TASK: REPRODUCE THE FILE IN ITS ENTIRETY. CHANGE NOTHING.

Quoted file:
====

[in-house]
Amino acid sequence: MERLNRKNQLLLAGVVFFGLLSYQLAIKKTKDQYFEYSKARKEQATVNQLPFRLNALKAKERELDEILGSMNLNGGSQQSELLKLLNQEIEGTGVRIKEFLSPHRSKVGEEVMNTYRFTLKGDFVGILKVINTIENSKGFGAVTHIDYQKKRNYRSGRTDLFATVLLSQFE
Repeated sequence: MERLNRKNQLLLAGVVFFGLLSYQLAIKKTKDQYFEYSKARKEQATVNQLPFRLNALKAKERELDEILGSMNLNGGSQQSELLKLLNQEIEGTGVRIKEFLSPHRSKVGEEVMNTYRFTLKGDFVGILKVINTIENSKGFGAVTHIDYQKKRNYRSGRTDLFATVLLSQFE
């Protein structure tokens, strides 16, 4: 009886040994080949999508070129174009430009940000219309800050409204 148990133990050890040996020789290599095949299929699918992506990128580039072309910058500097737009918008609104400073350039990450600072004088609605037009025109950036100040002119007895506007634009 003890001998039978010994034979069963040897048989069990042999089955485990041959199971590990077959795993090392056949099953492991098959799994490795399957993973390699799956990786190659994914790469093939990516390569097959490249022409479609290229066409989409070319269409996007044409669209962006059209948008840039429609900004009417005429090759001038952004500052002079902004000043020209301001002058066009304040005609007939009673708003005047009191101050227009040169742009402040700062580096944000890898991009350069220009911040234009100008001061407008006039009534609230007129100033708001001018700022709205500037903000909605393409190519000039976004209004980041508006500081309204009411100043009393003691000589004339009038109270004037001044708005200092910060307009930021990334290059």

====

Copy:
[in-house]
Amino acid sequence: MERLNRKNQLLLAGVVFFGLLSYQLAIKKTKDQYFEYSKARKEQATVNQLPFRLNALKAKERELDEILGSMNLNGGSQQSELLKLLNQEIEGTGVRIKEFLSPHRSKVGEEVMNTYRFTLKGDFVGILKVINTIENSKGFGAVTHIDYQKKRNYRSGRTDLFATVLLSQFE
Repeated sequence: MERLNRKNQLLLAGVVFFGLLSYQLAIKKTKDQYFEYSKARKEQATVNQLPFRLNALKAKERELDEILGSMNLNGGSQQSELLKLLNQEIEGTGVRIKEFLSPHRSKVGEEVMNTYRFTLKGDFVGILKVINTIENSKGFGAVTHIDYQKKRNYRSGRTDLFATVLLSQFE
């Protein structure tokens, strides 16, 4: 009886040994080949999508070129174009430009940000219309800050409204 148990133990050890040996020789290599095949299929699918992506990128580039072309910058500097737009918008609104400073350039990450600072004088609605037009025109950036100040002119007895506007634009 003890001998039978010994034979069963040897048989069990042999089955485990041959199971590990077959795993090392056949099953492991098959799994490795399957993973390699799956990786190659994914790469093939990516390569097959490249022409479609290229066409989409070319269409996007044409669209962006059209948008840039429609900004009417005429090759001038952004500052002079902004000043020209301001002058066009304040005609007939009673708003005047009191101050227009040169742009402040700062580096944000890898991009350069220009911040234009100008001061407008006039009534609230007129100033708001001018700022709205500037903000909605393409190519000039976004209004980041508006500081309204009411100043009393003691000589004339009038109270004037001044708005200092910060307009930021990334290059």